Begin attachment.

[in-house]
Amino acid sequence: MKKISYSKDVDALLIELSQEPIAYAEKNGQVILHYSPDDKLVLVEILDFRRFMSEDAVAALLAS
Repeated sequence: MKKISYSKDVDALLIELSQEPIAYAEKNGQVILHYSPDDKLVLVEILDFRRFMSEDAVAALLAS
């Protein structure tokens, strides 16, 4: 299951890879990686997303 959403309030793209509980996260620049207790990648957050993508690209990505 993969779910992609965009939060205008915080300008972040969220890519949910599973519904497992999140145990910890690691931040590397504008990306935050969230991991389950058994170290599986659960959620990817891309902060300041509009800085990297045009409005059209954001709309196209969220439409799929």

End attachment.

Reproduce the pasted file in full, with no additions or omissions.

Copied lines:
[in-house]
Amino acid sequence: MKKISYSKDVDALLIELSQEPIAYAEKNGQVILHYSPDDKLVLVEILDFRRFMSEDAVAALLAS
Repeated sequence: MKKISYSKDVDALLIELSQEPIAYAEKNGQVILHYSPDDKLVLVEILDFRRFMSEDAVAALLAS
């Protein structure tokens, strides 16, 4: 299951890879990686997303 959403309030793209509980996260620049207790990648957050993508690209990505 993969779910992609965009939060205008915080300008972040969220890519949910599973519904497992999140145990910890690691931040590397504008990306935050969230991991389950058994170290599986659960959620990817891309902060300041509009800085990297045009409005059209954001709309196209969220439409799929």